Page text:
The stock of General Motors Corp. and Chrysler LLC would be held by individual U.S. taxpayers rather than the federal government under legislation proposed Thursday.
Taxpayers would get an equal number of shares within a year of the companies emerging from bankruptcy, under the plan unveiled by Republican Senators Jon Kyl of Arizona, Lamar Alexander of Tennessee, and Robert Bennett of Utah.
"This is the fastest way to get the stock out of the hands of Washington," Mr. Alexander said. All 120 million federal income taxpayers would get the stock, he said.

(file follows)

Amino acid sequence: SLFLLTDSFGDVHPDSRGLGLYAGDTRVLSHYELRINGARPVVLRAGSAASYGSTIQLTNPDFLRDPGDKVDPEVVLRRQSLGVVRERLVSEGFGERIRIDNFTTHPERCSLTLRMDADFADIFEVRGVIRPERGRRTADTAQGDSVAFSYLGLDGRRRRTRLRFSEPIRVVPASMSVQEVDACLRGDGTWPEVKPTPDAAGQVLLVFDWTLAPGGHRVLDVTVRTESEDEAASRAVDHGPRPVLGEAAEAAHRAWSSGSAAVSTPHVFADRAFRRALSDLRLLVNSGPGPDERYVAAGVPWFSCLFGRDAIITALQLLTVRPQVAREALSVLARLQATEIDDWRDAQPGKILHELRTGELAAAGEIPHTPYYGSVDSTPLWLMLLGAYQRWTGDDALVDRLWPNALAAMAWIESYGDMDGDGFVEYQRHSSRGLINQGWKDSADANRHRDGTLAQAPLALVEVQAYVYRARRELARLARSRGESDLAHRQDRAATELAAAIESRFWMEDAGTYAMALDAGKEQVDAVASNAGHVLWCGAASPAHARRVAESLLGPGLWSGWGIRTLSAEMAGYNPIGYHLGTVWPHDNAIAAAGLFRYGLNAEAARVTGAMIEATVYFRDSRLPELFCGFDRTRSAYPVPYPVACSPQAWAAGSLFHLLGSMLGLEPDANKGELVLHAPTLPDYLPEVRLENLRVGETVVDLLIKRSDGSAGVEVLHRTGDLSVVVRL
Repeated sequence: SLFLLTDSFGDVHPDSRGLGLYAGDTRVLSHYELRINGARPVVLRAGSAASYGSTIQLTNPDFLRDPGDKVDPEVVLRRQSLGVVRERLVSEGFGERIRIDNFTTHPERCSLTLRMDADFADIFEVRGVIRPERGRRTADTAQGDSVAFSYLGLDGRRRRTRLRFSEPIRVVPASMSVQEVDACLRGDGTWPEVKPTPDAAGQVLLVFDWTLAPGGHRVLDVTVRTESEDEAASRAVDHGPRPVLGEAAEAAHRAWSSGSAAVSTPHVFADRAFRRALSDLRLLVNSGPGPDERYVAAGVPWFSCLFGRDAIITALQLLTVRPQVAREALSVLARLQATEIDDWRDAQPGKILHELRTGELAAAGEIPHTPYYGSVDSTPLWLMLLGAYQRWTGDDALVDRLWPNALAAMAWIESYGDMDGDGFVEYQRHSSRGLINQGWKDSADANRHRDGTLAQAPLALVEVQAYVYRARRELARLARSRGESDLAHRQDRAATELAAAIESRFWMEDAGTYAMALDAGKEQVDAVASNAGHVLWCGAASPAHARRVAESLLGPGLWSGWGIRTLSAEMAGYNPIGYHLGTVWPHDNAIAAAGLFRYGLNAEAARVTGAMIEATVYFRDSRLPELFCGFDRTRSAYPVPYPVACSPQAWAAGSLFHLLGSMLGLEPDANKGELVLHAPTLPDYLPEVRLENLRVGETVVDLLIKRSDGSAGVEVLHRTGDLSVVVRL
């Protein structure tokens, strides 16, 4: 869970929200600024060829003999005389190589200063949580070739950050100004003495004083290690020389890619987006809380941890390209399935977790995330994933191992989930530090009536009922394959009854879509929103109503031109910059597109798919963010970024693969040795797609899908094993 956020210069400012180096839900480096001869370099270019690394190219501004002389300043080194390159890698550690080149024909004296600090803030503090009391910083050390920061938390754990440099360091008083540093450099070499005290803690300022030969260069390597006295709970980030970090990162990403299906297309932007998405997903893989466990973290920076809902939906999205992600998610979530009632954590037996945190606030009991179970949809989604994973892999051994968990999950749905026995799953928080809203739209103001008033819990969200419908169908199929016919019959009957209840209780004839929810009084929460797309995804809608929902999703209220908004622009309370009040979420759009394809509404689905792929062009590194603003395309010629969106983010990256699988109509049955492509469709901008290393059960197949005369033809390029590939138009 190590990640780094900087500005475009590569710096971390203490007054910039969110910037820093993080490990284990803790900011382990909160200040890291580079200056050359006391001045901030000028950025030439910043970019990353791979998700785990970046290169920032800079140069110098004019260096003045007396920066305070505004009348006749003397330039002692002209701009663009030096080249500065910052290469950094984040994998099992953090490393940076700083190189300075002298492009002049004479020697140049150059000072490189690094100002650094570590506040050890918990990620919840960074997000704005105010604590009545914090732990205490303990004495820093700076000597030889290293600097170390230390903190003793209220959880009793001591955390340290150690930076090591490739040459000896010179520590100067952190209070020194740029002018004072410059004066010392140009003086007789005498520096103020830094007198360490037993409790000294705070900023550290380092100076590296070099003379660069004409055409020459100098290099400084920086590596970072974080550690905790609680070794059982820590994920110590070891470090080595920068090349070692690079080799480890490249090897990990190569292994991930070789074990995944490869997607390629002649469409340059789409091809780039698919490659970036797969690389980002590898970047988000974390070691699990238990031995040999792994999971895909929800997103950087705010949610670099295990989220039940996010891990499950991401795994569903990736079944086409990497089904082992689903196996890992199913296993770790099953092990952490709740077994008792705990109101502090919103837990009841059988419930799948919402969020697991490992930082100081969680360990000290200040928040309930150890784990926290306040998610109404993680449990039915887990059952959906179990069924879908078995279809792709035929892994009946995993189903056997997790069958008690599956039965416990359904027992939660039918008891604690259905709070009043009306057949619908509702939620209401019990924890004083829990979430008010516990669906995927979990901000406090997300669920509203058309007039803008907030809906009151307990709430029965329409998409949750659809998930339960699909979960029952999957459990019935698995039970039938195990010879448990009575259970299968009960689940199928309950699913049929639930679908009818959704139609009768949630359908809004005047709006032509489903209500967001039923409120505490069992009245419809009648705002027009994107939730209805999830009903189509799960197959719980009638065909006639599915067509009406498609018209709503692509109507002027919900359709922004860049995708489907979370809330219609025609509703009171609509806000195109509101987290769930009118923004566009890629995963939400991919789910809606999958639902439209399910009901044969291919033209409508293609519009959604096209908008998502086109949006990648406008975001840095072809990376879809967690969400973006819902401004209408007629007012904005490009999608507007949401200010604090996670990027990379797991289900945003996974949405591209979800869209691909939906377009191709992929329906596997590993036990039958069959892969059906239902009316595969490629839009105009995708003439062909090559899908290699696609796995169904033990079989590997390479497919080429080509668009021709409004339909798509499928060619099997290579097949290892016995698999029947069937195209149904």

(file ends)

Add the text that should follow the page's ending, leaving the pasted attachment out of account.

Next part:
GM will be 60 percent owned by the U.S. government under its plan to emerge from bankruptcy as a private company in fewer than 90 days.
Chrysler, which is trying to sell its best assets to Fiat SpA and emerge from bankruptcy this month, will be 8 percent owned by the United States under its reorganization plan. U.S. Treasury spokesman Jenni Engebretsen declined to comment on the proposal.
The federal government "has no desire to own equity stakes in companies any longer than necessary, and will seek to dispose of its ownership interests as soon as practicable," according to a White House fact sheet distributed on the eve of GM's bankruptcy on Monday.